Cannabinoids have antispastic and analgesic effects.
The results suggest a limited efficacy of cannabinoids for the treatment of spasticity, pain, and bladder dysfunction in patients with MS. Therapy using these drugs can be considered as safe.”
“MEDICAL MARIJUANA USES: CANNABIS MAY EASE SYMPTOMS OF MULTIPLE SCLEROSIS” https://www.newsweek.com/medical-marijuana-may-ease-symptoms-multiple-sclerosis-1170416
“Multiple sclerosis (MS) is an autoimmune disease leading to the destruction of myelin with consequent axonal degeneration and severe physical debilitation. The disease can be treated with immunosuppressive drugs that alleviate the symptoms and retard disease aggravation. One such drug in clinical use is glatiramer acetate (Copaxone).
The non-psychotropic immunosuppressive cannabinoid compound cannabidiol (CBD) has recently been shown to have beneficial effects on experimental autoimmune encephalomyelitis (EAE). The aim of our study was to compare the efficacy of CBD and standardized extracts from a CBD-rich, ∆9-THClow Cannabis indica subspecies (Avidekel) with that of Copaxone.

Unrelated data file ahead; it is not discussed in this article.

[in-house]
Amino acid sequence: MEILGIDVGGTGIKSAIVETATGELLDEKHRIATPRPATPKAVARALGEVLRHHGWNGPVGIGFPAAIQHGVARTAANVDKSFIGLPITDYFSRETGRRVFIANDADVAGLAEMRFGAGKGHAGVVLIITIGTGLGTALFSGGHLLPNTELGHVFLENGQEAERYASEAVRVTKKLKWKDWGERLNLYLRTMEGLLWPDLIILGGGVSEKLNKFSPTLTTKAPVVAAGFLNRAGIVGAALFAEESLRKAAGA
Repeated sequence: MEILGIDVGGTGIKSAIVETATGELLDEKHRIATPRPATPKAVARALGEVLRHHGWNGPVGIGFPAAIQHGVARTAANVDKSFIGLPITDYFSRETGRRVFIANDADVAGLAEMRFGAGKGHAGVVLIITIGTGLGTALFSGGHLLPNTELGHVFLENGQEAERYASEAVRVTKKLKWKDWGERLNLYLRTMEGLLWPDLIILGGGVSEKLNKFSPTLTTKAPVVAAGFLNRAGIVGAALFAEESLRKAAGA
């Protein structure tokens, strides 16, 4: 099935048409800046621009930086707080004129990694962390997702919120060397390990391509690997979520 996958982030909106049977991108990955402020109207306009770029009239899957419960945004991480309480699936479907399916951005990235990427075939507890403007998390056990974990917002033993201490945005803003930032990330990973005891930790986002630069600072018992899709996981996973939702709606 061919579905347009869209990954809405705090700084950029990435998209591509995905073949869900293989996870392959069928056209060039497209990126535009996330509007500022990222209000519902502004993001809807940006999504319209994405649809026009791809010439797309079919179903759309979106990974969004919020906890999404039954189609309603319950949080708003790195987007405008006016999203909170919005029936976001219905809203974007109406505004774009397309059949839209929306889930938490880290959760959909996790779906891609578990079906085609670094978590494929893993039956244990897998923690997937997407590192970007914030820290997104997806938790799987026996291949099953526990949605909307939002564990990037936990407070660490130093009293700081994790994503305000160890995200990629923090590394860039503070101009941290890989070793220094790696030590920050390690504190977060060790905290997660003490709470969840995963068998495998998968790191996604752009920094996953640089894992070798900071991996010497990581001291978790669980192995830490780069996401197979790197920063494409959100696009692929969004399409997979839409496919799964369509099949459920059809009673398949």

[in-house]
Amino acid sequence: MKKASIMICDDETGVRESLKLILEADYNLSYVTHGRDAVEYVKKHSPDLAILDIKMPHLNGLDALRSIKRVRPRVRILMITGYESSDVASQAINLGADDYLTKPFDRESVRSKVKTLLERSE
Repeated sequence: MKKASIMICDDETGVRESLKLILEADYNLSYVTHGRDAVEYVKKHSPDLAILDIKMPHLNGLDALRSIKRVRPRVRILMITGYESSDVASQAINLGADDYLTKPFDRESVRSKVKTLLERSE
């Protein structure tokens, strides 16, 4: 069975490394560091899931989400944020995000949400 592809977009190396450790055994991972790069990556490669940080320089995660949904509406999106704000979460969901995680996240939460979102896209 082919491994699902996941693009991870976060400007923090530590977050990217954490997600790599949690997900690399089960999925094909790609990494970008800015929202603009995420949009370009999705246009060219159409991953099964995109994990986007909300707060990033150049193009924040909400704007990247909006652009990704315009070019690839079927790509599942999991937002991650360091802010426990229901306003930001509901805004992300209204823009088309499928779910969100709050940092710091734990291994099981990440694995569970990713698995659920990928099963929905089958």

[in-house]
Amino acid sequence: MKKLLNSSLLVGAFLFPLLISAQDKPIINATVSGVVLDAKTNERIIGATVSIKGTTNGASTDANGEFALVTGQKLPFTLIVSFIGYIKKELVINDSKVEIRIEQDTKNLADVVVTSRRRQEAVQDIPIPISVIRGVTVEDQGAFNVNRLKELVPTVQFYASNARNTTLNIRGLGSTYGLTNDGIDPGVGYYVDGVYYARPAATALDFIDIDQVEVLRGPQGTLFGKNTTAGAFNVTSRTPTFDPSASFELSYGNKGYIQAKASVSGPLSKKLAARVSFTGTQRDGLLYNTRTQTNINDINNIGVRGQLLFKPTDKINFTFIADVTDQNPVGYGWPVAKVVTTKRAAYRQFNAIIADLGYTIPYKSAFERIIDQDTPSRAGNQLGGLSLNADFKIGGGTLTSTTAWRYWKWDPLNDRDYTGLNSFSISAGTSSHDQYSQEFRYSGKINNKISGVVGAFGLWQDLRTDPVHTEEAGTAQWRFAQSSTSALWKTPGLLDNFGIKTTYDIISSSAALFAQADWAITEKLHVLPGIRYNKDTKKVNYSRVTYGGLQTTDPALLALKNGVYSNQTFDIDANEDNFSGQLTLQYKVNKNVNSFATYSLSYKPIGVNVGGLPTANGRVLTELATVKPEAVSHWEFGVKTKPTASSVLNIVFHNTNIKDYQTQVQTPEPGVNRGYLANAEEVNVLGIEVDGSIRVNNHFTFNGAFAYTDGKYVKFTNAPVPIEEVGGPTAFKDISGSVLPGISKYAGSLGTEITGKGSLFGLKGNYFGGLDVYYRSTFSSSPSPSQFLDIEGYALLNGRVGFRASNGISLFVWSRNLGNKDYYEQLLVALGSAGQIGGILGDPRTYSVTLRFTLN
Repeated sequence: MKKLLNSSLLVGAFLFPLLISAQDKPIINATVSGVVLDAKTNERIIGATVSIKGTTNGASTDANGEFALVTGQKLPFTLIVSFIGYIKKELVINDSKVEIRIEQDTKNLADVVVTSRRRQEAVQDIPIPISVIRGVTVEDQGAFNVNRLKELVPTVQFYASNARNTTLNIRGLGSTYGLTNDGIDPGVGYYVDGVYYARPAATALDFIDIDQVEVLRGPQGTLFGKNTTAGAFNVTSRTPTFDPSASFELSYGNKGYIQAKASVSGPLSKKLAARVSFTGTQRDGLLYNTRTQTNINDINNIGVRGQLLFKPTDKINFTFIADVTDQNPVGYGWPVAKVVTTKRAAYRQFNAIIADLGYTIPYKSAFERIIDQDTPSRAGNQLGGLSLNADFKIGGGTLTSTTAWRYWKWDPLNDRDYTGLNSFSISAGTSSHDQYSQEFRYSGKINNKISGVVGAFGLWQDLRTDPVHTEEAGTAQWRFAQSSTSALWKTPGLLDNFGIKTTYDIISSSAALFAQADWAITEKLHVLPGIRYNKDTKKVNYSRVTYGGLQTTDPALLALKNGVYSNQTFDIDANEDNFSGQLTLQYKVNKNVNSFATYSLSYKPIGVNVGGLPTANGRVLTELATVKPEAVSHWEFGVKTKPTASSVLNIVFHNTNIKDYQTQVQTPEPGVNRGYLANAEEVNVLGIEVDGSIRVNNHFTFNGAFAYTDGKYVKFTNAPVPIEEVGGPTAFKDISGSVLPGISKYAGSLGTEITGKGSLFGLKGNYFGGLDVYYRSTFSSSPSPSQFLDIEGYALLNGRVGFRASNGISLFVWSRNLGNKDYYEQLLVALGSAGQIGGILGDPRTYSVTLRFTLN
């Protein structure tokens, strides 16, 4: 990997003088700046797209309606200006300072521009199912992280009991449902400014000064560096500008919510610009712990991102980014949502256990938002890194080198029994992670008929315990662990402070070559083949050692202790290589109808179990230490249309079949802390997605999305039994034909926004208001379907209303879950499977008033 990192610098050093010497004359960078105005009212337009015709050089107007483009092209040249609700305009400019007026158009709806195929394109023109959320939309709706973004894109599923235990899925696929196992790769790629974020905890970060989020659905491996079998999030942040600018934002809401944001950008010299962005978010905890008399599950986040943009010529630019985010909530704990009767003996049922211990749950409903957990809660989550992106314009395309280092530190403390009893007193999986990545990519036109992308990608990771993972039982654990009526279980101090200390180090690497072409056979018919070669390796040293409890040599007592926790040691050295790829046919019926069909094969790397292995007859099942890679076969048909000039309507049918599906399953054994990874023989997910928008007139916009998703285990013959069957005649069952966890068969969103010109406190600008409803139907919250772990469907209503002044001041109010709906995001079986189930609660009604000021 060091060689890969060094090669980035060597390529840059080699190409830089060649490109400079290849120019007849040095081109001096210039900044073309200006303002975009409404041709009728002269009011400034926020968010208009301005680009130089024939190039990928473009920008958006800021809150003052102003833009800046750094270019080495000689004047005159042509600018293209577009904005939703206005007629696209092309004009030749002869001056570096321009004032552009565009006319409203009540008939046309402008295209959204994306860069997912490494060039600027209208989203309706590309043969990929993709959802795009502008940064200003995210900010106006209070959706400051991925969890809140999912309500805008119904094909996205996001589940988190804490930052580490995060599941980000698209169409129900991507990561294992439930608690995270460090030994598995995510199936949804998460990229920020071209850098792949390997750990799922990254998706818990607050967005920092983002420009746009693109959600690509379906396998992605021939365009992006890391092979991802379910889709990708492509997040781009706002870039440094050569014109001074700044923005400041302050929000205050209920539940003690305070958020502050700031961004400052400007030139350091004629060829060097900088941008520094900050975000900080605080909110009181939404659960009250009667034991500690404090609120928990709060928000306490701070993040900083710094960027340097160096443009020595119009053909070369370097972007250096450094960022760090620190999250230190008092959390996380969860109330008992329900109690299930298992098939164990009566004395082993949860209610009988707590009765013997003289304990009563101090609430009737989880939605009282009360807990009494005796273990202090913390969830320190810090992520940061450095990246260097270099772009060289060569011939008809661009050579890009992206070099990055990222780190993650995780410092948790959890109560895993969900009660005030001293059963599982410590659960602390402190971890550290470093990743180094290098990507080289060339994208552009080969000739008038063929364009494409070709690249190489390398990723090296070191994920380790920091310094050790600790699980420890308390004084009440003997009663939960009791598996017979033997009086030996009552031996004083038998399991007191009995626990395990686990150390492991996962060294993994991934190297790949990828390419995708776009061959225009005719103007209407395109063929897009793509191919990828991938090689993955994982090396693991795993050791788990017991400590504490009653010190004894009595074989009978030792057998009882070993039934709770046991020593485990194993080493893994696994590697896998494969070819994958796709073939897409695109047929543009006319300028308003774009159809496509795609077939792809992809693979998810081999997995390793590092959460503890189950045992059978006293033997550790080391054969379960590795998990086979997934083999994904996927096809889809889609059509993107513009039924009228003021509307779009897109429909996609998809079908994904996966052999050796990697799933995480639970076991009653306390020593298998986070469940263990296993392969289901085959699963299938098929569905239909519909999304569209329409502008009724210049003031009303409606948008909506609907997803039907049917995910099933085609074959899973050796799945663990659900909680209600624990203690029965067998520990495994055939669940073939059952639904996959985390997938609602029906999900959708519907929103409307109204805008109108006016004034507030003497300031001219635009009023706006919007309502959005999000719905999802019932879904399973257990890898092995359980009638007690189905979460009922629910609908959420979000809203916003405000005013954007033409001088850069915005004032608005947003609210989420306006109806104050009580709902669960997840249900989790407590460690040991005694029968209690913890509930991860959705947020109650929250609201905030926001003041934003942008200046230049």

Our data show that CBD and purified Avidekel extracts are as efficient as Copaxone to alleviate the symptoms of proteolipid protein (PLP)-induced EAE in SJL/J mice. No synergistic effect was observed by combining CBD or Avidekel extracts with Copaxone.
Our data support the use of Avidekel extracts in the treatment of MS symptoms.”
“Multiple sclerosis (MS) is a complex disease with a heterogeneous and unpredictable clinical course. Mobility impairment after progressive paralyses and muscle tone spasticity is common.
Areas covered: The prevalence, assessment, and pharmacological management of gait impairment and spasticity in MS and their effects on health-related quality of life (HRQoL) are discussed.
The roles of oral and intrathecal baclofen and of delta-9-tetrahydrocannabinol/cannabidiol (THC:CBD) oromucosal spray in treating MS spasticity-related gait impairment are reviewed.
Expert commentary: Mobility impairment and spasticity are experienced by approximately 90% and 80% of MS patients, respectively, during the disease course. Prevalence and severity of gait impairment and spasticity increase as disease progresses. The symptoms are related and both impact negatively on HRQoL.
Oral baclofen and tizanidine are generally used for first-line treatment of MS spasticity but are ineffective in approximately 40% of cases.
Second-line therapy includes add-on THC:CBD spray for patients with resistant MS spasticity. Results of studies evaluating baclofen for treating MS spasticity gait impairment are equivocal.